MAKING SENSE -- September 21, 2012 at 10:18 AM ET
A Look at Taxes and Retirement Savings
Photo by: Kick Images via Getty Images
Paul Solman frequently answers questions from the NewsHour audience on business and economic news on his Making Sen$e page. Today's query is from a reader at Next Avenue. The NewsHour has partnered with Next Avenue, a new PBS website that offers articles, blogs and other critical information for adults over 50.
Angie Stehr: Calculations I see for retirement planning all seem to be based on income rather than expenses. But if I'm saving 20 percent for retirement, shouldn't I base my planning on 80 percent of my current income (even assuming my expenses are the same)? And do I base it on gross income or adjusted income? My current paycheck deducts Social Security and FICA -- when do I stop paying those? Exactly what part of my income should I be trying to replace? It doesn't seem like I should need to replace those portions of income that go to retirement (a significant percentage for us: we really do sock away more than 20 percent per year).
Paul Solman: Yes. The traditional rule-of-thumb is to save enough so you can spend 80-85 percent of your pre-retirement after-tax income once you stop working. But be careful, now: I'm also referring to after-tax income in retirement.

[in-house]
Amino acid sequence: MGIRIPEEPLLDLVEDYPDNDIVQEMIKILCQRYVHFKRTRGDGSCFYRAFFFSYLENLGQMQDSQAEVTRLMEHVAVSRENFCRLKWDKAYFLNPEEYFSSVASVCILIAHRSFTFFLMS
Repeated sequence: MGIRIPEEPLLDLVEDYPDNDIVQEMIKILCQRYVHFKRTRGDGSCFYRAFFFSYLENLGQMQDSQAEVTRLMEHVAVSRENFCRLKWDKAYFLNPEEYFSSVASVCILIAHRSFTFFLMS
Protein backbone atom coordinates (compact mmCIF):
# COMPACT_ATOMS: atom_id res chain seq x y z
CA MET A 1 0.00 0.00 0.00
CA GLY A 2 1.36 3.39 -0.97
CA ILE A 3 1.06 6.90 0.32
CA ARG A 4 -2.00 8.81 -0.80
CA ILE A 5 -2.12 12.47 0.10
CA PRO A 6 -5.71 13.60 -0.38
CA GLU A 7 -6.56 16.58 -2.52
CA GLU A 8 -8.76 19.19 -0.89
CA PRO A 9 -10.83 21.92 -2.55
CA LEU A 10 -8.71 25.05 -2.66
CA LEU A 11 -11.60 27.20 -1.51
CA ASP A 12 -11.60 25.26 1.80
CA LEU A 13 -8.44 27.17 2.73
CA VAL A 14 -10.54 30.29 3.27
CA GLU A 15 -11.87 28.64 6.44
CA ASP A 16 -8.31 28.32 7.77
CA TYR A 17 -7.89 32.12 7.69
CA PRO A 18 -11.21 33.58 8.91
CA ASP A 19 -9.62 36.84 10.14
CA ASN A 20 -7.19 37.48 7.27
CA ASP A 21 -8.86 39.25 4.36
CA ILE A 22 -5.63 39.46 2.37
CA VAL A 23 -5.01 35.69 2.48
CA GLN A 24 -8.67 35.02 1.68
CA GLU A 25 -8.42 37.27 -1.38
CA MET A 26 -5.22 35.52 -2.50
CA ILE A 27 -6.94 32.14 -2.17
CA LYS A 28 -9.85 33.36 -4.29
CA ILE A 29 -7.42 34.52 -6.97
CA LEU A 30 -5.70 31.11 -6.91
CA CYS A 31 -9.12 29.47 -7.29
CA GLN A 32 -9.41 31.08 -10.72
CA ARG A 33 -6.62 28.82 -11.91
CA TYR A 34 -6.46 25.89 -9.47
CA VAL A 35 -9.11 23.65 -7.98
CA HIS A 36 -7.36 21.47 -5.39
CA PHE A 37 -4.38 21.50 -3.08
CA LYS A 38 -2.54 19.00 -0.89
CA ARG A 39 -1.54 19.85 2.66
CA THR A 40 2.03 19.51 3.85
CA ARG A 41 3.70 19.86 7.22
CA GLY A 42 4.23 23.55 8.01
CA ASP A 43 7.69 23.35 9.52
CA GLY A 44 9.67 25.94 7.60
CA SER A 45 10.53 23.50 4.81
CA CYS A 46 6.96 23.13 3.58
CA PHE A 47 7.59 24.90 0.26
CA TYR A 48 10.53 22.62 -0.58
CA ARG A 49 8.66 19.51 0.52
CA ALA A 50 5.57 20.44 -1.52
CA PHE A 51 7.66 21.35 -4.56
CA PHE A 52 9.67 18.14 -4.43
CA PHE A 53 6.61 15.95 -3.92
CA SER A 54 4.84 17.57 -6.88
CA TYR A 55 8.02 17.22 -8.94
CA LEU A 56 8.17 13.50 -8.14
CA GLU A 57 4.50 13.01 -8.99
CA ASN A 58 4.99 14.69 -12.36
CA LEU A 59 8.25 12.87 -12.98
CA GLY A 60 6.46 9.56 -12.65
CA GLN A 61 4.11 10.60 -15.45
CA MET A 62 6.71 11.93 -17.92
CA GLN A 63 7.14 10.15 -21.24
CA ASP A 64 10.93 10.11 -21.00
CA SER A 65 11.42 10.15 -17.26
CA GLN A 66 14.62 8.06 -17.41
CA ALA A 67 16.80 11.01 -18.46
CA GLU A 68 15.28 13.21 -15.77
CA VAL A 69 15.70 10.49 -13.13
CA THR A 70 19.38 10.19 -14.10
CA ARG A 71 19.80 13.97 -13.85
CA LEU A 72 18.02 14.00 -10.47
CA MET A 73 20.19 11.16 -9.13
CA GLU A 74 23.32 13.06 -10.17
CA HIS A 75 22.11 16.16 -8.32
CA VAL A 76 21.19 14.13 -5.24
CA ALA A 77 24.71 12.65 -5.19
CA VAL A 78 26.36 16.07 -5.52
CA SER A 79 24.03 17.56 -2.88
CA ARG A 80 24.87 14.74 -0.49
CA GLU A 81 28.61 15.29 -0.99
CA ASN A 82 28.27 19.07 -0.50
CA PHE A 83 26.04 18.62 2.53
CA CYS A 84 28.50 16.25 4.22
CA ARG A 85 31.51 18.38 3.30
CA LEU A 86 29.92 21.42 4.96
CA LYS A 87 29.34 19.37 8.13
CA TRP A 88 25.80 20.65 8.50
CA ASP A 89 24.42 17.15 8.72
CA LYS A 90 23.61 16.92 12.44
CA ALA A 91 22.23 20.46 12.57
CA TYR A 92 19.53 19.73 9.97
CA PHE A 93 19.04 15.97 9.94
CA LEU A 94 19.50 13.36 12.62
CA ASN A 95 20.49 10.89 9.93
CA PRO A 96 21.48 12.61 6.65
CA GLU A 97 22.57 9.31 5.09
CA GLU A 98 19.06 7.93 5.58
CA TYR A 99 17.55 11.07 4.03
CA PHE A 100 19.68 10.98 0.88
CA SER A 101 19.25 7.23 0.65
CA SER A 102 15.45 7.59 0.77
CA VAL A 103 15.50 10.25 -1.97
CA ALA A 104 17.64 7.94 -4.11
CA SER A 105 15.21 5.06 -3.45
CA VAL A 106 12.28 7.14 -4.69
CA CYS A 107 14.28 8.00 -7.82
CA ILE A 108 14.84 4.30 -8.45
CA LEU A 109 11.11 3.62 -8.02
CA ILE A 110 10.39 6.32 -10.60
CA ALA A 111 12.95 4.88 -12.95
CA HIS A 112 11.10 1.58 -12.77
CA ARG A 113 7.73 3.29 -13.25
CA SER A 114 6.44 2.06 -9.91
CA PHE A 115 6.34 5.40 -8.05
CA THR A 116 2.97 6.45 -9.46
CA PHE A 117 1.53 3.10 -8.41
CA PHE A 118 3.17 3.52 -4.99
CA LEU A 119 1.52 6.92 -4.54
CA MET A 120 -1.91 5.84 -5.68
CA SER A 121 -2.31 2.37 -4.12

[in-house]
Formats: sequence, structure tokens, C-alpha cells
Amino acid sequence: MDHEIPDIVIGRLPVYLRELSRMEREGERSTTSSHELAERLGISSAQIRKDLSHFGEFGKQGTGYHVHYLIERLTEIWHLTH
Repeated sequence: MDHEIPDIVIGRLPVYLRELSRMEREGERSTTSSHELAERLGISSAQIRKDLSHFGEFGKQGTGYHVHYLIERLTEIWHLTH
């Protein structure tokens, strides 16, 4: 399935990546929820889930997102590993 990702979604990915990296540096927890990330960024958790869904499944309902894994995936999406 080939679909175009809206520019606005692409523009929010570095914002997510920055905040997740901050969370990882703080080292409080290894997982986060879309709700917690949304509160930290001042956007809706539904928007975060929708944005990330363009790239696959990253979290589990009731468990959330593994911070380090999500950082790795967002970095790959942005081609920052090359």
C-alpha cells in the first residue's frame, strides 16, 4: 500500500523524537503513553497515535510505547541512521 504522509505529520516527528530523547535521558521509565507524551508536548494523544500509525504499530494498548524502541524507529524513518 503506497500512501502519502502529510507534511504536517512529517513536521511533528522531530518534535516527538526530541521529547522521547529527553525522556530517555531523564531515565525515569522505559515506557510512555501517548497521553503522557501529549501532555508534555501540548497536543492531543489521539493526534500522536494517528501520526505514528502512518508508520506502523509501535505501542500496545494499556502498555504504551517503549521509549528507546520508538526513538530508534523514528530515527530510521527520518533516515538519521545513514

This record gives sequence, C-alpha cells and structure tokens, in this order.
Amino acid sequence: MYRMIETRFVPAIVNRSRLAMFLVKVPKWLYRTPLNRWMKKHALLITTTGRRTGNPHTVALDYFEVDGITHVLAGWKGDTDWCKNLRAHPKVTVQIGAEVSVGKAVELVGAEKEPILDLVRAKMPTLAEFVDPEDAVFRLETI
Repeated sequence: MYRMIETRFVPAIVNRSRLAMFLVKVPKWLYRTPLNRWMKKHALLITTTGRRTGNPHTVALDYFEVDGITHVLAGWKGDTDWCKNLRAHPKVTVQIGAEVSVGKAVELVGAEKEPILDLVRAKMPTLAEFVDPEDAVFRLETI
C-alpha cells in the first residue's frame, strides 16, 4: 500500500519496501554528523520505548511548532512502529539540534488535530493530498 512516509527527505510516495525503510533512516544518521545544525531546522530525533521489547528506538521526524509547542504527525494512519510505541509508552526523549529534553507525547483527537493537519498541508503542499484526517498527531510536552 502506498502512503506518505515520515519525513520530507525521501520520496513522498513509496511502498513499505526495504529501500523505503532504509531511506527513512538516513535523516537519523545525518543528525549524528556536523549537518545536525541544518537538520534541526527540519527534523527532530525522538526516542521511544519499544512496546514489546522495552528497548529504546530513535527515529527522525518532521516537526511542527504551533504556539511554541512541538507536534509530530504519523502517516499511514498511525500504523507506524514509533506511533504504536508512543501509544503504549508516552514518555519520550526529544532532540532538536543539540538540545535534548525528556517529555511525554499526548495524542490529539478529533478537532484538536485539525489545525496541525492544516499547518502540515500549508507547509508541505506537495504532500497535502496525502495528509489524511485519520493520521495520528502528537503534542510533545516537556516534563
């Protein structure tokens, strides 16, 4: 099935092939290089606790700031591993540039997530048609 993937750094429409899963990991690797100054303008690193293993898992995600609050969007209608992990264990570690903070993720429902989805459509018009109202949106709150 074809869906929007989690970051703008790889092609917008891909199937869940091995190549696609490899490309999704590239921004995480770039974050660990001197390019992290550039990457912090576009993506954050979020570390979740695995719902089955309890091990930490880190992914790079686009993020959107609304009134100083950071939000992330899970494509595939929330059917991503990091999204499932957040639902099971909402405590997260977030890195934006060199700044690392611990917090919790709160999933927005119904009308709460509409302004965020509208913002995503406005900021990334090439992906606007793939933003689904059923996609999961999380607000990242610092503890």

Let's assume your household is right at the national median: $50,000 a year. Taking you at your word, you've been saving something above 20 percent a year so let's make it $12,000. That means you would have been living on $38,000. Further assume, as I do, that your out-of-pocket expenses won't go down in retirement. Yes, you may not ever have to buy another piece of furniture, but you'll have more time to travel. For my own planning purposes, I figure it will all more or less even out.
So: you need to generate $38,000 a year, after tax. But that may mean a yearly "income" of more than $38,000 a year. That's because, if your retirement money is mainly invested in a tax-deferred IRA or 401(k), it will be subject to taxes when you withdraw it. That's what "tax-deferred" means. Same thing for Social Security benefits, by the way: if your annual household income exceeds $32,000, you'll be taxed on as much as half of it. Beyond $44,000? Eighty-five percent of your Social Security income may be taxable. (The tax on Social Security income stops at 85 percent of your benefits.)
You get the idea, I trust. You'll need something like $38,000 a year, which means income in the $40,000s, including Social Security.
Here's a final heretical thought, though. Might you just possibly be saving too much? Quite possibly, thinks our Social Security guru, Larry Kotlikoff, whose posts have drawn more than 600,000 views since he first appeared here on July 30. Not that Larry, who's in Budapest today, has seen your email. But he's long warned that investment firms who profit from managing your money frighten many people into building too big a cushion and therefore depriving themselves in their prime. Here's a solid summation of Larry's and related work from Dan Kadlec at TIME magazine's "MONEYLAND" blog.
As usual, look for a second post early this afternoon. But please don't blame us if events or technology make that impossible. Meanwhile, let it be known that this entry is cross-posted on the Making Sen$e page, where correspondent Paul Solman answers your economic and business questions.